It was the late 1950’s and many thought mum (Kathleen Mary Allan Crout) rather odd. Why was Kathleen selling her sparkling “new fangled” electric sewing machine and replacing it with an old “treadlie”? …
“A method in her madness”, as they say. Kathleen’s four children were growing and determined that they all learn to sew (including the three boys) a treadle machine was a necessity. More manageable and far less dangerous, with the possibility of little fingers being pierced by sharp needles greatly reduced.
Our sewing lessons began with an unthreaded machine and lined writing paper. Steadily following the lines, a smooth continuous movement, starting, stopping, lifting “the foot”, turning and repeating were the skills to be perfected … without drawing blood.
Next step: filling the bobbin, inserting the spool, threading the machine, threading the needle, slowly lowering the needle and pulling the bottom thread up through the feeding hole, then triumpantly sliding the bottom plate shut … ahhh… such an achievement, such a delight!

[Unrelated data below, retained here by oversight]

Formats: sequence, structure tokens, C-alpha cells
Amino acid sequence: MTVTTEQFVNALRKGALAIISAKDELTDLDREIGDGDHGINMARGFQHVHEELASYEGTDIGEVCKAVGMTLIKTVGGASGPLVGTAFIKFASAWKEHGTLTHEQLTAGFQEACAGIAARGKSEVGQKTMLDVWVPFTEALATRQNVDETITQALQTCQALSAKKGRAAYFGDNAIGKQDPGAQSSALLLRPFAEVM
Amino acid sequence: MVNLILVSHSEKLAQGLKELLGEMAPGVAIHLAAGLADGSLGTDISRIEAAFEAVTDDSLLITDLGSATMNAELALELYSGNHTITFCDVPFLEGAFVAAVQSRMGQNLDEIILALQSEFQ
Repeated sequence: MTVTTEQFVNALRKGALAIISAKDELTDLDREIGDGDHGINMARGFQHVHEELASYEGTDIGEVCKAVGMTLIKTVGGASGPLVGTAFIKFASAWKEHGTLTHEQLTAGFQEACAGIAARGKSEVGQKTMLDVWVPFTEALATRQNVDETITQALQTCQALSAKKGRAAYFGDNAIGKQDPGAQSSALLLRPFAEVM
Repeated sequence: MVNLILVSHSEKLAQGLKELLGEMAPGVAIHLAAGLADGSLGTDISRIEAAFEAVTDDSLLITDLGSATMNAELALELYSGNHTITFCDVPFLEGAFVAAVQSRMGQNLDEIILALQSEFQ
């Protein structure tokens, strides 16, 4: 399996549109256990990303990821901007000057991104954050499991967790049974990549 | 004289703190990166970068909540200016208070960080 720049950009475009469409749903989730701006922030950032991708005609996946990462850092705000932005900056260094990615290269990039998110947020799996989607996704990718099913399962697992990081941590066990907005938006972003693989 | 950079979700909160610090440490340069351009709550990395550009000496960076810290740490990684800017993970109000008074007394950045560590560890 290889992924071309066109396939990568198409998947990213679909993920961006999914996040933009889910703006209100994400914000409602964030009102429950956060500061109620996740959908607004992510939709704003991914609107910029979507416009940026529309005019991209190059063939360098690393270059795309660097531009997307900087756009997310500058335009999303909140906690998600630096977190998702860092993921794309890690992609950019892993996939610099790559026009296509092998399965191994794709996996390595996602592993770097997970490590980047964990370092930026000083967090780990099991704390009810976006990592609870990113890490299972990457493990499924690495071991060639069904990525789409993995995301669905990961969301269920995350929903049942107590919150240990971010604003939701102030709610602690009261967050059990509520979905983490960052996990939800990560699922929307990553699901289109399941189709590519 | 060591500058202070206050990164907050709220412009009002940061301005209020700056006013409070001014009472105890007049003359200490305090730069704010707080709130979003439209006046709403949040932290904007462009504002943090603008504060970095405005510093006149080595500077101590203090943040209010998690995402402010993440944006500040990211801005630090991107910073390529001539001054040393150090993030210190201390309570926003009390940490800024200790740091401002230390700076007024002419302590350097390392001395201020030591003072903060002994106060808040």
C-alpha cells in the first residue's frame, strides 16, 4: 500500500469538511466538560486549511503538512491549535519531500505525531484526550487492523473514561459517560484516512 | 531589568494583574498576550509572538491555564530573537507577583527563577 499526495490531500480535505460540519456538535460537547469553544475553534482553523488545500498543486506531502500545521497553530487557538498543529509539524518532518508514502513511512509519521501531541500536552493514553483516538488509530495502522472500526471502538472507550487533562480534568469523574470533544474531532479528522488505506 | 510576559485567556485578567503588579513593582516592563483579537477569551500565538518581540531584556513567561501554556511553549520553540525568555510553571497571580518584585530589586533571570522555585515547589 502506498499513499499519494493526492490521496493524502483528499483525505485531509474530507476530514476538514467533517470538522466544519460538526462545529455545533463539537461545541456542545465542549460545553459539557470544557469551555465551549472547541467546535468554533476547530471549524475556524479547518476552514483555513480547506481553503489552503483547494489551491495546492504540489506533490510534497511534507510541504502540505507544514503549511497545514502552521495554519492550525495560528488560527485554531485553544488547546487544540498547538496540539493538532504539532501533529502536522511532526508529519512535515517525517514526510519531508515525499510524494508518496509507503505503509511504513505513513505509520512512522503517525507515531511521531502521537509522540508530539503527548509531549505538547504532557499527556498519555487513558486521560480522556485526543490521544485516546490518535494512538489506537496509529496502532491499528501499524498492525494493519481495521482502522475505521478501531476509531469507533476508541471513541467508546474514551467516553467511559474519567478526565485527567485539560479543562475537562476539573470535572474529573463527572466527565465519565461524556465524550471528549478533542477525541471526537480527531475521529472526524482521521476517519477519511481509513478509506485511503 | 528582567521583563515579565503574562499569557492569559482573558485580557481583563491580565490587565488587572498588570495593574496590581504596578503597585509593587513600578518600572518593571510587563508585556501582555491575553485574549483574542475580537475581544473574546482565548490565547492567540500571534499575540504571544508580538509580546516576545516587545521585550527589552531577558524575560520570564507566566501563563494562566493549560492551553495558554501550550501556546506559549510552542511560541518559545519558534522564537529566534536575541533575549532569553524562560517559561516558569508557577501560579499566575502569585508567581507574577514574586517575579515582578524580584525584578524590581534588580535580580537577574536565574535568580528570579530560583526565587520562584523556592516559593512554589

The actual sewing almost paled into insignificance compared with the joy of mastering the required skills.
During our teenage years “stovepipe” jeans became the trend and two of my brothers became adept at “pegging” jeans… i.e. running another seam up the inside leg so they wrapped snugly around growing legs. “The boys” soon became famous for their “pegging skills” and it was not surprising, when wandering out through the lobby to the toilet, to come across one, or two, unknown hairy legged youths hanging around the sewing machine whilst one of my “bros” treadled busily away. A sight etched in my memory forever, probably only surpassed by that of my youngest brother lying in the bath, clad in his jeans to shrink them to the required degree of snugness, and dad nearly having an attack of apoplexy.
How I loved that sewing machine with it’s wrought iron treadle, oak cabinet, carving on the six drawers and a central drawer that tipped forward… along with precious memories.
When mum and dad sold the family home, and began getting rid of many of their belongings, I was living interstate and unable to lay claim to that beautiful machine. My sister in law became the beneficiary and I’ve always had to avert my eyes when visiting.
Fossicking through “bits and bobs” last night I laughed out loud. Missed out on the Singer, but have the “Instruction Book”. Story of my life, it would seem … but laughing still, ‘cos just holding that little book in my hand brings all those childhood memories flooding back … far more precious than all the “Singers” in the world.
© Copyright 2012. Catherine Crout-Habel. Seeking Susan ~ Meeting Marie ~ Finding Familly